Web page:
Wilton Place Craftsman wins Historical Society award

| September 3, 2015 | 0 Comments
111-YEAR OLD home received restoration of its three floors.

111-YEAR OLD home received restoration of its three floors.

The following information was written by Carol Henning with research by Fluff McLean.

The three-story Craftsman house at 200 S. Wilton Place has won the Windsor Square-Hancock Park Historical Society landmark award for 2015.

The house was built on S. Westlake Ave. near MacArthur Park in 1904 and moved to its present site in 1920.

It was designed by architect S. Tilden Norton and built by contractor J.H. Myers for  Harry Woolner, an investor. Norton designed such landmark structures as the Greek Theatre in Griffith Park, the Los Angeles Theatre and the Wilshire Boulevard Temple.

In February 1920, the house was cut in two pieces and the entire roof was removed in preparation for the journey to Wilton Place. The neighborhood was then a subdivision of Ridgewood Park. It later became known as the Wilton Historic District, listed in the National Register of Historic Places in 1979.

In the application, the district was described as an upper-middle class enclave with excellent examples of early 20th century period architecture. The home is listed as a contributor to the Wilton Historic District.

The house exhibits Craftsman influence in its incorporation of Oriental and Tudor decorative elements, exposed rafters under the roof line, cross gabled roof, low porch pedestals with columns above, wide overhanging roof eaves and wide window casings.

The residence contains eight bedrooms and eight bathrooms, an attic and basement, and is characterized by a façade featuring a partial-width porch, which frames the front entry to an off-center door. The façade includes an array of double-hung leaded glass windows that help define the structure’s vertical emphasis. The exterior is clad in wood clapboard siding. The wooden porch is supported by four columns on the ground floor. It has a decorative balustrade on the second floor. The southern exposure includes ornate Oriental woodwork. The apex of both the primary gabled roof and the second floor roof gable are accented by Tudor style half-timbering decorative elements.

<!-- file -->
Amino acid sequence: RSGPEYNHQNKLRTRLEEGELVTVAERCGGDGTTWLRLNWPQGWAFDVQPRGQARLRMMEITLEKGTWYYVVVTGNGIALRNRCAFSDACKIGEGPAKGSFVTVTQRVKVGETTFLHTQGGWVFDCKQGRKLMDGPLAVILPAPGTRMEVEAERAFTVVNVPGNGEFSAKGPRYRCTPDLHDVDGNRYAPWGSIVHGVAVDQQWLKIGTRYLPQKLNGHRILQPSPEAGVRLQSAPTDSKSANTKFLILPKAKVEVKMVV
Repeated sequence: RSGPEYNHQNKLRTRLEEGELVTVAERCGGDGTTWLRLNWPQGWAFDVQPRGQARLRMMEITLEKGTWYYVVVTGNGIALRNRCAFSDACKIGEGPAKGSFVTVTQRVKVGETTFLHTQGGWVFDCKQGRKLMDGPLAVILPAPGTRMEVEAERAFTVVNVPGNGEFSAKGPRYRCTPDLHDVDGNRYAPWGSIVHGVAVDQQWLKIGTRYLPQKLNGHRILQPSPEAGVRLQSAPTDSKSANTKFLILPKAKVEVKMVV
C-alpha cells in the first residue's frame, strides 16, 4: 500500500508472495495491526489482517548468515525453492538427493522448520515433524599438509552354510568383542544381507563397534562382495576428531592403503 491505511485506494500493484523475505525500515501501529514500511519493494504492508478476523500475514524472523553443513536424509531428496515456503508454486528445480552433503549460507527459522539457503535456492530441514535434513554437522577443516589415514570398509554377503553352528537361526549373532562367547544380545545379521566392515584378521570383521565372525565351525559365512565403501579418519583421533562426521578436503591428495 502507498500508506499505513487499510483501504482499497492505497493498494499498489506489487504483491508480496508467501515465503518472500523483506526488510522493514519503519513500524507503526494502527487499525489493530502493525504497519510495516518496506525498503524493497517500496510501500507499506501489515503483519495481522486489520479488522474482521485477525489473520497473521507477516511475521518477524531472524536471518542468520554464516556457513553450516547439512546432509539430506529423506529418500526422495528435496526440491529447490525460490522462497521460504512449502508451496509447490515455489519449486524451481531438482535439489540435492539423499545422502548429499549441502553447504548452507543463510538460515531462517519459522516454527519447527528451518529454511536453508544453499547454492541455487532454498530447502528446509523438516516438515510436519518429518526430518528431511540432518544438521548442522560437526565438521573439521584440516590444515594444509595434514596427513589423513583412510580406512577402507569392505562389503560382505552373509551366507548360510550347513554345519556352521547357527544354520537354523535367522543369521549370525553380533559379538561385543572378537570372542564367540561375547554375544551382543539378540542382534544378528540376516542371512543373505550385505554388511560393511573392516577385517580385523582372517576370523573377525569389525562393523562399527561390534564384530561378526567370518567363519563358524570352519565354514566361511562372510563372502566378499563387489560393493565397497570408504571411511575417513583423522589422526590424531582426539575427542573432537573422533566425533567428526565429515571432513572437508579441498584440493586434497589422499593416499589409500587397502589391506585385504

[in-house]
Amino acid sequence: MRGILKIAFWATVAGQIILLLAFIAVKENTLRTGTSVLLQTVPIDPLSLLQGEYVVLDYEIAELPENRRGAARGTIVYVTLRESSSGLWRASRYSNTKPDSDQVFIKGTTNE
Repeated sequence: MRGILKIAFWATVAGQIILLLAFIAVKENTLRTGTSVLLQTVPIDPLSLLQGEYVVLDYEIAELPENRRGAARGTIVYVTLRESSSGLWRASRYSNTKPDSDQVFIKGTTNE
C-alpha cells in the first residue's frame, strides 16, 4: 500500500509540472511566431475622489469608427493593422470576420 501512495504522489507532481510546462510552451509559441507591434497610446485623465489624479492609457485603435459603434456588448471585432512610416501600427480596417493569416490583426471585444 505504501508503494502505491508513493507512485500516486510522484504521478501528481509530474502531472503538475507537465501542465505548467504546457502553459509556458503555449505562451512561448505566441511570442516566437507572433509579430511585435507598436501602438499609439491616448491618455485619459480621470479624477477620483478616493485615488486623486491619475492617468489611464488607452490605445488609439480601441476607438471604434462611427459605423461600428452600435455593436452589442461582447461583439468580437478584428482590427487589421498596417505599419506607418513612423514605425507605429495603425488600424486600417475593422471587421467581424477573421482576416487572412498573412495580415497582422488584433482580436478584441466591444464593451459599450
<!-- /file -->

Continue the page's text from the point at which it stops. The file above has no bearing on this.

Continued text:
The home was restored to its original beauty in 2013 by local residents Fluff McLean and Mary E. Nichols.

Fluff McLean is a past president of the Windsor Square ~Hancock Park Historical Society. Mary E. Nichols is a professional photographer.

McLean and Nichols researched the original floor plan, then rehabilitated or replaced the fireplaces, up-dated plumbing and electrical, and saw to it the third floor was returned to its original floor plan. Bathrooms were updated using tiles and colors of the period of the home.

Most of the materials used in the home’s restoration were on site. The previous owner had carefully preserved and labeled every piece of molding he removed before beginning his part of the project.

The primary goal of McLean and Nichols was to retain historic integrity and original features while transitioning to 21st century living.

The home was purchased by the current owners in 2014, who are proud of its beauty and historic significance. In spite of its being sliced and moved, and having its top floor chopped up to create apartments, the structure is in excellent condition and has now been given a second life, assuring it to be around for another 112 years.

The Wilton Place home is one of three of the Windsor Square-Hancock Park Historical Society’s Landmark Award winners for 2015. The third winner will  be included in next month’s issue.


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